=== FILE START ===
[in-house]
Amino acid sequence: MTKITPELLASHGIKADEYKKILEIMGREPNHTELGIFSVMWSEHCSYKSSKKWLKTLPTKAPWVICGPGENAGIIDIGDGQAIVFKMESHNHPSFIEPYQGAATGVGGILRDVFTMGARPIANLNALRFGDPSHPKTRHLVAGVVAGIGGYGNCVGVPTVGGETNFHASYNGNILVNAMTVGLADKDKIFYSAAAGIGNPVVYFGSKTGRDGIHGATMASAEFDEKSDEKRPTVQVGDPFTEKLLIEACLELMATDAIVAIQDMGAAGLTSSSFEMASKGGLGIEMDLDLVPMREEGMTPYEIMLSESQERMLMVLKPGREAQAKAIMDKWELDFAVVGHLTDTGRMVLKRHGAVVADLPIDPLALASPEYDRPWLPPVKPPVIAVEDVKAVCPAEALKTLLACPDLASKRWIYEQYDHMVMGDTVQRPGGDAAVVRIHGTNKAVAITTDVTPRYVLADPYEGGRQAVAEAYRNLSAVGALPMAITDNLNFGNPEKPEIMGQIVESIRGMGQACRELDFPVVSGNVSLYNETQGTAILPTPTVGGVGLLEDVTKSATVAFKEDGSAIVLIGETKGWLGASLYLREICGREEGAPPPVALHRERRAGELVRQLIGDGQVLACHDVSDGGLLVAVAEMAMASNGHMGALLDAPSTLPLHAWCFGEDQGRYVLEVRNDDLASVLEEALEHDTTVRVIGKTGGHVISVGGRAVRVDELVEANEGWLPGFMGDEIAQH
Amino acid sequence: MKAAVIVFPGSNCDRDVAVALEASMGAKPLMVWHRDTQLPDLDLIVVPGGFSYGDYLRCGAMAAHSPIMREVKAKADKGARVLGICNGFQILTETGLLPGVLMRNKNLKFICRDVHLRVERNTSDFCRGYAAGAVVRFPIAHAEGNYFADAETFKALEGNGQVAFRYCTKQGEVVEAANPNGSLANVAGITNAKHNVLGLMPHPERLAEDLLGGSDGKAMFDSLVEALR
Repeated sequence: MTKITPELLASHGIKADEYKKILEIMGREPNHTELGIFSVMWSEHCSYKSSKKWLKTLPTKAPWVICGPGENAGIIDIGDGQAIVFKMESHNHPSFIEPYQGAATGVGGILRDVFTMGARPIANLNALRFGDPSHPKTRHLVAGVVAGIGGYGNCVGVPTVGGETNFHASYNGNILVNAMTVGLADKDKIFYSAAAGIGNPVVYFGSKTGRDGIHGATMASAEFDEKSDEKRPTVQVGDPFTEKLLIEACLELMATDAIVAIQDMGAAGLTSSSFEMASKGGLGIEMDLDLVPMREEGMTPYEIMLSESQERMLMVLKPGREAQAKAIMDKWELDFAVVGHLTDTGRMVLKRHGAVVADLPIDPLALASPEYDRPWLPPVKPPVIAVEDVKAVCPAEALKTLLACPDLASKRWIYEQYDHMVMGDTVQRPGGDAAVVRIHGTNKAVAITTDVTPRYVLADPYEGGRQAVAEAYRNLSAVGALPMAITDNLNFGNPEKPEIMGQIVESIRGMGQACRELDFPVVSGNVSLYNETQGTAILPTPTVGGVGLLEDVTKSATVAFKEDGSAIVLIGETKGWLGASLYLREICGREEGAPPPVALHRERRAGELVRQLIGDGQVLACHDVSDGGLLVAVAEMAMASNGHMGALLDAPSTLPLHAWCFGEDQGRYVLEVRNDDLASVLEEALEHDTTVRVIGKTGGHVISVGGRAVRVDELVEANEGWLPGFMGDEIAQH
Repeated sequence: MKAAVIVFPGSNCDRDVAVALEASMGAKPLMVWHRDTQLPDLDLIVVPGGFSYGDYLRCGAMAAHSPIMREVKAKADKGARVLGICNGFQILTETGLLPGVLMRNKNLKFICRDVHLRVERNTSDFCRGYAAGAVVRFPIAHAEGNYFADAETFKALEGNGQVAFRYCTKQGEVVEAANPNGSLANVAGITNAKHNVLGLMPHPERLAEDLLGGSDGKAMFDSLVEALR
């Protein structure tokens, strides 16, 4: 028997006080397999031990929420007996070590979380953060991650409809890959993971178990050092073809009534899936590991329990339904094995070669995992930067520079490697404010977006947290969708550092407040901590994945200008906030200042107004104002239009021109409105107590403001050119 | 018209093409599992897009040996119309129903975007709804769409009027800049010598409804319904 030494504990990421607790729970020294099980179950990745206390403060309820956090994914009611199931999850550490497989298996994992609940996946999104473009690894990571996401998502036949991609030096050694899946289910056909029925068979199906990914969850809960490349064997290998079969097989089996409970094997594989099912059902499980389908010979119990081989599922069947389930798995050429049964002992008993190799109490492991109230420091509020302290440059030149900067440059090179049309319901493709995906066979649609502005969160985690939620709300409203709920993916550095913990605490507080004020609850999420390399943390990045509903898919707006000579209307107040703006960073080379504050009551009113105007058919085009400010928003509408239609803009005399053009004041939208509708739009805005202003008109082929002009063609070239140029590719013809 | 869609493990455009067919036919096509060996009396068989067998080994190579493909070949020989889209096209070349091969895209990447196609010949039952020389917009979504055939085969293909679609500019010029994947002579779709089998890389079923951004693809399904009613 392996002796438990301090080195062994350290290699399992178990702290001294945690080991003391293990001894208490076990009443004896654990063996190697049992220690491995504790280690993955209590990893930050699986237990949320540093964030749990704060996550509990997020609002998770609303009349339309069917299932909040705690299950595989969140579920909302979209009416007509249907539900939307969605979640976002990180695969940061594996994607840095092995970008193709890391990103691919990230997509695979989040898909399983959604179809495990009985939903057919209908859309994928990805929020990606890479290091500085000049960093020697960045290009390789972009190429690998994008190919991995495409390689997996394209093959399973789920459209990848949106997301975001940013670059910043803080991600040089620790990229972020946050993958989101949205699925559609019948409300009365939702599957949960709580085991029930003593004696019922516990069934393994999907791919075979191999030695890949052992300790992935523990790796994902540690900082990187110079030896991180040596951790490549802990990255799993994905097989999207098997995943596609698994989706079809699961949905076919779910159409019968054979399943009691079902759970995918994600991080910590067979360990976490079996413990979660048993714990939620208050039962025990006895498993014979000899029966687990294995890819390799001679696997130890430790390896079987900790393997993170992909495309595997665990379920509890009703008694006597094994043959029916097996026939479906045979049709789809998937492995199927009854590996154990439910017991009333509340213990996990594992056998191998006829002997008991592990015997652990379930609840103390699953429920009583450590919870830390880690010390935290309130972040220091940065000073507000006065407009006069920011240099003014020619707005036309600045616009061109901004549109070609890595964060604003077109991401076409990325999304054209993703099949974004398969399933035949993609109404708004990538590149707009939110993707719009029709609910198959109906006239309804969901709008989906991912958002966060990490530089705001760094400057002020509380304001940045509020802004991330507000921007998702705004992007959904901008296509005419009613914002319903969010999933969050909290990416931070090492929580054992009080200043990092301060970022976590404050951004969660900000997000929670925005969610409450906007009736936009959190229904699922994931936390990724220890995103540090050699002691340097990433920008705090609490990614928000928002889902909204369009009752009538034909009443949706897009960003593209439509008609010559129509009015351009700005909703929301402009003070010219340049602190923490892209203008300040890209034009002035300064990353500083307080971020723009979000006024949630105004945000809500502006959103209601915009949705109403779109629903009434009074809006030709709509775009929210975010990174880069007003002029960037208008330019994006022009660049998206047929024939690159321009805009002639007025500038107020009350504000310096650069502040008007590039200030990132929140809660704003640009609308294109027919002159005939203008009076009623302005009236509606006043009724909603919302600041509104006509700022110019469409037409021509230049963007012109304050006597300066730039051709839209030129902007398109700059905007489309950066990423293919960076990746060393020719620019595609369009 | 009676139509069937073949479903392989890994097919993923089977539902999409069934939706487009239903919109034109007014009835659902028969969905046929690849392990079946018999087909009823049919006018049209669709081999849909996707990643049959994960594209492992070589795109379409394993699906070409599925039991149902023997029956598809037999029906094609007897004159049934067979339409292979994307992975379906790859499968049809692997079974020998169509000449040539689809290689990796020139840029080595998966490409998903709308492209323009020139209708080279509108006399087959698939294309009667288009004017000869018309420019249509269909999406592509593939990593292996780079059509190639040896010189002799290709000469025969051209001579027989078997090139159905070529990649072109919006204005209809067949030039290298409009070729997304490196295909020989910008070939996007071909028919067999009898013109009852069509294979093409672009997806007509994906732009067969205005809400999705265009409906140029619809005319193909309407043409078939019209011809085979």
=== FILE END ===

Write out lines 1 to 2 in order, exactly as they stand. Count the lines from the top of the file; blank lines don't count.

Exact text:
[in-house]
Amino acid sequence: MTKITPELLASHGIKADEYKKILEIMGREPNHTELGIFSVMWSEHCSYKSSKKWLKTLPTKAPWVICGPGENAGIIDIGDGQAIVFKMESHNHPSFIEPYQGAATGVGGILRDVFTMGARPIANLNALRFGDPSHPKTRHLVAGVVAGIGGYGNCVGVPTVGGETNFHASYNGNILVNAMTVGLADKDKIFYSAAAGIGNPVVYFGSKTGRDGIHGATMASAEFDEKSDEKRPTVQVGDPFTEKLLIEACLELMATDAIVAIQDMGAAGLTSSSFEMASKGGLGIEMDLDLVPMREEGMTPYEIMLSESQERMLMVLKPGREAQAKAIMDKWELDFAVVGHLTDTGRMVLKRHGAVVADLPIDPLALASPEYDRPWLPPVKPPVIAVEDVKAVCPAEALKTLLACPDLASKRWIYEQYDHMVMGDTVQRPGGDAAVVRIHGTNKAVAITTDVTPRYVLADPYEGGRQAVAEAYRNLSAVGALPMAITDNLNFGNPEKPEIMGQIVESIRGMGQACRELDFPVVSGNVSLYNETQGTAILPTPTVGGVGLLEDVTKSATVAFKEDGSAIVLIGETKGWLGASLYLREICGREEGAPPPVALHRERRAGELVRQLIGDGQVLACHDVSDGGLLVAVAEMAMASNGHMGALLDAPSTLPLHAWCFGEDQGRYVLEVRNDDLASVLEEALEHDTTVRVIGKTGGHVISVGGRAVRVDELVEANEGWLPGFMGDEIAQH